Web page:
THE UNEXPECTED PATRIOT by Shannen Rossmiller

THE UNEXPECTED PATRIOT

How an Ordinary American Mother Is Bringing Terrorists to Justice

KIRKUS REVIEW

A crusading, modern-day vigilante goes online to flesh out unsuspecting terrorists.

Born on a ranch in bucolic Conrad, Mont., to a wheat farmer and a schoolteacher, Rossmiller blossomed from a plucky, determined “Little Scrapper” to a young woman fascinated with current events, news and history, relating more to her father’s brooding interest in the psychology of serial killers rather than her mother’s feminine pursuits. After college, she returned to Montana, married childhood friend Randy and began paralegal work, which led to her appointment, at 29, as the youngest female municipal judge in American history, trying mostly drug-offense cases. In 2002, still incensed by the atrocities of 9/11, Rossmiller became desperate for “a way to channel my outrage” and launched a personal War on Terror campaign. She learned Arabic, studied the Koran, educated herself on Middle Eastern geographies and interacted within the same Internet forums and chat rooms that had become communication portals for the stealth terrorists responsible for 9/11. From there, her story speeds off in a dizzying array of events as a result of Rossmiller’s creation of 40 false Muslim-radical identities and the tracking of jihadist activity with a spreadsheet. Additionally, the author furtively became an FBI-reporting cyber-sleuth and organized the Seven Seas Global Intelligence Group. She would eventually feel the heat of retribution, betrayal and life-threatening peril alongside the satisfaction of executing successful sting operations busting traitorous National Guardsman Ryan G. Anderson and Alaska pipeline terrorist Michael Reynolds. The author’s somewhat stiffly written, steely narrative darkens further once the author reconciles the toll her valiant, fearless career in cyber counterintelligence and the many media-scrutinized court testimonies had taken on her well-being and her family’s safety, spurring health woes and the collapse of her marriage.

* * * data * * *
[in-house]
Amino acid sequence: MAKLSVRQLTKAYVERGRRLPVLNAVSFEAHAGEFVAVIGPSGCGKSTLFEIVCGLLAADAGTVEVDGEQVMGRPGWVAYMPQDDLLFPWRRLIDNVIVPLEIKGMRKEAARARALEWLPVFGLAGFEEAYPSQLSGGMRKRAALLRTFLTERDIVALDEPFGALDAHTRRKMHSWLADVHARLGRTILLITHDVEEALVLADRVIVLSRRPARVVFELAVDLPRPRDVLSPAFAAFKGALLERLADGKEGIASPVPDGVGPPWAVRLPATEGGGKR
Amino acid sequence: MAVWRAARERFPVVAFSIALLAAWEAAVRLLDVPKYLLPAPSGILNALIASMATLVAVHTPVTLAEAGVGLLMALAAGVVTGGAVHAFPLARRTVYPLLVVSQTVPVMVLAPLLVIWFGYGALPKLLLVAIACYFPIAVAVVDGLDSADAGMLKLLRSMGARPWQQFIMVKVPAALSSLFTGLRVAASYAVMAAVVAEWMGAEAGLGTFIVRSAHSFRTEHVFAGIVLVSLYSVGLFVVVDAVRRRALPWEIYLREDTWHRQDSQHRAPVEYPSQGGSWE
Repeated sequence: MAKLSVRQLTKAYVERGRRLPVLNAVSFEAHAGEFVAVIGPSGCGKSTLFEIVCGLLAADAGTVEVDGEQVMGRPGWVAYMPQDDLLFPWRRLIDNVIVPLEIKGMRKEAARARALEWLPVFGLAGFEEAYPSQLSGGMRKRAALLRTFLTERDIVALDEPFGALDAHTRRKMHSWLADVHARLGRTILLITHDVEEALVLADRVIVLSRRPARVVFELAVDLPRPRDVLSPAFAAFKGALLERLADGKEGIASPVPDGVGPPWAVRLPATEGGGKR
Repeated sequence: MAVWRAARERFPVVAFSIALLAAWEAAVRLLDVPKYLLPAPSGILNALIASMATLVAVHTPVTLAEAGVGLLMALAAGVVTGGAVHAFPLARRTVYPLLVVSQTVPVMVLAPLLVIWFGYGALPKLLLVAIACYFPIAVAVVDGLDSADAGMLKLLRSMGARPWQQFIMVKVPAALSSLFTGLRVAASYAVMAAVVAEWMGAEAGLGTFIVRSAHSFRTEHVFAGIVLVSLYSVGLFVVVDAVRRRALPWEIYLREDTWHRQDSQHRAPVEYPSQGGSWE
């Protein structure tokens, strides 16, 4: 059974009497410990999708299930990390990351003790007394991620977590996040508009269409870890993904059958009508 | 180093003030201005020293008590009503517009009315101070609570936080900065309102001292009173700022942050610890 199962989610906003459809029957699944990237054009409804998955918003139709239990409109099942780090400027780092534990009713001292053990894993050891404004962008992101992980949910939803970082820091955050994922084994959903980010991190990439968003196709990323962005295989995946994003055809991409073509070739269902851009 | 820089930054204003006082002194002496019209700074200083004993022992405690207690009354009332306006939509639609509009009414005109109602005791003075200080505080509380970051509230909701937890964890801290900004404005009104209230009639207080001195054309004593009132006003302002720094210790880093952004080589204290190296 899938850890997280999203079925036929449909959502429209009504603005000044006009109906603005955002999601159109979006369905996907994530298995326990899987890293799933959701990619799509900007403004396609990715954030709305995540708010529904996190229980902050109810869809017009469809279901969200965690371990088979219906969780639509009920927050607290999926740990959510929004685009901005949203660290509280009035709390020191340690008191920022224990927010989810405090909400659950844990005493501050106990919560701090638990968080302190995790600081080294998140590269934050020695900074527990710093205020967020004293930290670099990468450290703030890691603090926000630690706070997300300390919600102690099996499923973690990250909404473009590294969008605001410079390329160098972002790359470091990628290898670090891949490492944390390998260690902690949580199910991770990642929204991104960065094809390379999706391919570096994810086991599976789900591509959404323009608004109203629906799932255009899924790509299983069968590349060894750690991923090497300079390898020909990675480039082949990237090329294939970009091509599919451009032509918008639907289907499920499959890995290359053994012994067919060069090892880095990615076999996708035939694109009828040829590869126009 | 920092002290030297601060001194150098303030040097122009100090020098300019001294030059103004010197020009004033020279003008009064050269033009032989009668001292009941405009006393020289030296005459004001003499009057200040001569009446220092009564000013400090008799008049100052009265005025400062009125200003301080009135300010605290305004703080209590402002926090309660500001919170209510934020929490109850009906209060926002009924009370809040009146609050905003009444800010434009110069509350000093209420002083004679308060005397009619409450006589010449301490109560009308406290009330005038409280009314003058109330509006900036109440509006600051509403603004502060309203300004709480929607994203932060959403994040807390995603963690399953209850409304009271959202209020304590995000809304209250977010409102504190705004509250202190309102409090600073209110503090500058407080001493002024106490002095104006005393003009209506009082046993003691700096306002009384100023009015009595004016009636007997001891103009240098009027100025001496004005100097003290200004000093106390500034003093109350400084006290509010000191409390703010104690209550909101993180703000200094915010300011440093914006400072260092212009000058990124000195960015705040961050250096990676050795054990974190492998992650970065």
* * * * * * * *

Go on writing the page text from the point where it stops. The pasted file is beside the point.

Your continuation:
The prose is workmanlike, but Rossmiller’s patriotic, risky involvement in righting the wrongs of 9/11 resonates on every page.

Pub Date: Sept. 1st, 2011
ISBN: 978-0-230-10255-2
Page count: 256pp
Publisher: Palgrave Macmillan
Review Posted Online:
Kirkus Reviews Issue: July 1st, 2011




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